Potassium Hydroxide Test Procedure
About one drop of 3% of potassium hydroxide solution is placed in a clean microscopic slide.
Few colonies of a suspect organism are emulsifying along with the drop of potassium hydroxide placed in the slide and makes it as a dense suspension.
Then the mixture is continuously mixed for about 60 seconds and they are gently pulled using a loop such that to pull it against the suspension.
Then the medium is detected for any changes.
Potassium Hydroxide Test Result
For positive results, the organisms become thick, stringy and it forms a long strand within few seconds. This is seen only in the species of the Gram-negative bacteria.
In case of negative results, the organisms leave the suspension without any changes in the absence of the stringing. These results are mostly seen in Gram positive bacteria.
Potassium Hydroxide Test Uses
Potassium hydroxide tests are generally used in laboratories where the cultures are processed in large numbers, the above test is used is also used along with the gram stain in preliminary differentiation.
This test is also useful in reacting as a complement in the Gram stain and in antibiotic tests.
Potassium Hydroxide Test Limitation
Though, this test is useful, the test cannot be used to determine the results, as the negative tests does not prove any conclusive if an organism is Gram-positive.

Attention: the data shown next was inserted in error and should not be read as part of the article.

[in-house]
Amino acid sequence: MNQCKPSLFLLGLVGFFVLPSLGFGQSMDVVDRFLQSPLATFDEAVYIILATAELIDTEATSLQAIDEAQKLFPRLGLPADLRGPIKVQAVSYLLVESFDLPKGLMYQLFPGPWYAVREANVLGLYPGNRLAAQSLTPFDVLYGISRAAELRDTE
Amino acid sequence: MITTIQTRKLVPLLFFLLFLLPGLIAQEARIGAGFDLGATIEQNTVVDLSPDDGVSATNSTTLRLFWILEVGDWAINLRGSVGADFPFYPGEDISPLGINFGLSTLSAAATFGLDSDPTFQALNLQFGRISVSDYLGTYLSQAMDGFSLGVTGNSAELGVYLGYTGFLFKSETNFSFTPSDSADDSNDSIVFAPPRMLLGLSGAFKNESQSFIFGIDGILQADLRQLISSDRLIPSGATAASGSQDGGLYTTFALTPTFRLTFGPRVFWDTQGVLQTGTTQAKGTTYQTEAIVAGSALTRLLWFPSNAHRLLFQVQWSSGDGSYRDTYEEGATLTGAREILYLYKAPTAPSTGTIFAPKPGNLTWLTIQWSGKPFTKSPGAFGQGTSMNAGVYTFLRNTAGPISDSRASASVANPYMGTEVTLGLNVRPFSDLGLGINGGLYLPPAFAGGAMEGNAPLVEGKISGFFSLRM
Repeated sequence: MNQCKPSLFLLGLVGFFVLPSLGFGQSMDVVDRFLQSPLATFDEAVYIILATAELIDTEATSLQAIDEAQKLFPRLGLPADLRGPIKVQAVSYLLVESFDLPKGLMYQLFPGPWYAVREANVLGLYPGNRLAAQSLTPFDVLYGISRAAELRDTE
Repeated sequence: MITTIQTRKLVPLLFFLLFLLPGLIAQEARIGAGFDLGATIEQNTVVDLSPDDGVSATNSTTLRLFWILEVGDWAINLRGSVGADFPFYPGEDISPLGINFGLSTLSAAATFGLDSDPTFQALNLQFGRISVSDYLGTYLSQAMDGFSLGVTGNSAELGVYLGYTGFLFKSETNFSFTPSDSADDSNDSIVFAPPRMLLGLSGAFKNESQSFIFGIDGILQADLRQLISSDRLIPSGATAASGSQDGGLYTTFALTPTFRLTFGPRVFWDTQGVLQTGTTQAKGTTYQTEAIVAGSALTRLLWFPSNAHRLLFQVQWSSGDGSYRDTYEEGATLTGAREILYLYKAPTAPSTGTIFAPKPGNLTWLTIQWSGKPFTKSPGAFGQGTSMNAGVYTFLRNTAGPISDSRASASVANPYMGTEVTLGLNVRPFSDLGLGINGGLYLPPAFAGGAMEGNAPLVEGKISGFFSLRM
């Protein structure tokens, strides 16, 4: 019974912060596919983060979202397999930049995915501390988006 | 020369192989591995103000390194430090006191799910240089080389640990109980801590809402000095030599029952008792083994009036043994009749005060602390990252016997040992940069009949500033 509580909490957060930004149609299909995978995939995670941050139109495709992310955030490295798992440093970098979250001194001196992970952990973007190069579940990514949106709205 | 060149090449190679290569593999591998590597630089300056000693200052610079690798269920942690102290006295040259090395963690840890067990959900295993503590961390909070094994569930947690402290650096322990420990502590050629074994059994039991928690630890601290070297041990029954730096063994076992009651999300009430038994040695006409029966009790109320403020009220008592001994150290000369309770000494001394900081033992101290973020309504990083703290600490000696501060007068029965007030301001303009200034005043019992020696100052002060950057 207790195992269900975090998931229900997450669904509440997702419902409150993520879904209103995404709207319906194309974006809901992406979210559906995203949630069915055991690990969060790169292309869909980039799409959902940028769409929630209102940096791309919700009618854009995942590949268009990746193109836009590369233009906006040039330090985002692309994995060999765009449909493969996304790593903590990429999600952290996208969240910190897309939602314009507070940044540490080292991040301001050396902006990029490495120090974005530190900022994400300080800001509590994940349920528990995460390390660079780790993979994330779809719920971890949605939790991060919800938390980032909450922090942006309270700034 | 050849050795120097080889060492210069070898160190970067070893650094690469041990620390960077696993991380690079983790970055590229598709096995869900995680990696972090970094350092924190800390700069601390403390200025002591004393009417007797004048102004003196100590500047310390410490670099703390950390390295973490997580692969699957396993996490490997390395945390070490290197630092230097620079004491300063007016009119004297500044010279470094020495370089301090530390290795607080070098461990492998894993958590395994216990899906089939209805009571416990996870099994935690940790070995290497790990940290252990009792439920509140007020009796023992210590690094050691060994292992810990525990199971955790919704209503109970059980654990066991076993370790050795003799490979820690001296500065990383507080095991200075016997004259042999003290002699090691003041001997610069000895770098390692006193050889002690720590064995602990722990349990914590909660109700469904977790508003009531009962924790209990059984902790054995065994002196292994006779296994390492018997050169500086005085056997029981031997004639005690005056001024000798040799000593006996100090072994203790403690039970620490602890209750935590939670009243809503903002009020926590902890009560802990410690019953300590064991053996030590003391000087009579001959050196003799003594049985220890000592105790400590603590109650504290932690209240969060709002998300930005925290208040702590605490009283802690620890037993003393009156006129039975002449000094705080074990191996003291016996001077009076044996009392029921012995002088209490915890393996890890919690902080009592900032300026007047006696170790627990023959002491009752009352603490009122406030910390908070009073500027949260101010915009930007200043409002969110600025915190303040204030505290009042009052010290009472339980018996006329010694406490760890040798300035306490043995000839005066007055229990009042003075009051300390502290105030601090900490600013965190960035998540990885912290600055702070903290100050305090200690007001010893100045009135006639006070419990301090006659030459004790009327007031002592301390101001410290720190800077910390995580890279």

In old cultures which are being cultures before 48 hours, has the chances of turning the negative results into positive after 30 seconds of mixing the bacteria along with the potassium hydroxide solution, thus gives unreliable results. This type of results are most common in species like Achromonacter genera such as Brucells melitenis, Pseudomonas paucimobilis, Moraxella species, etc.
False results mostly occur due to a heavy inoculum, where the solution appears in the form of gel, without a string form. In some cases, there is also chances of forming the inoculation with the mucoid colonies. On the other hand, False results occur when there is a very little or light inoculum or if there is too much of potassium hydroxide than normal.
Potassium Hydroxide Test Citations
- Evaluation of the KOH test and the antibiotic disk test in routine clinical anaerobic bacteriology. J Clin Microbiol . 1988 Oct;26(10):2144-6.
- The Sensitivity and Specificity of Potassium Hydroxide Smear and Fungal Culture Relative to Clinical Assessment in the Evaluation of Tinea Pedis: A Pooled Analysis. Dermatol Res Pract. 2010; 2010: 764843.
- The sensitivity and specificity of potassium hydroxide smear and fungal culture relative to clinical assessment in the evaluation of tinea pedis: a pooled analysis. Dermatol Res Pract . 2010;2010:764843.
- Successive potassium hydroxide testing for improved diagnosis of tinea pedis. Cutis . 2017 Aug;100(2):110-114.
- Use of Potassium Hydroxide (KOH) Test Reduces Antifungal Medication Prescription for Suspected Monilial Diaper Dermatitis in the Neonatal Intensive Care Unit: A Quality Improvement Project. Adv Neonatal Care . 2019 Dec;19(6):E3-E10.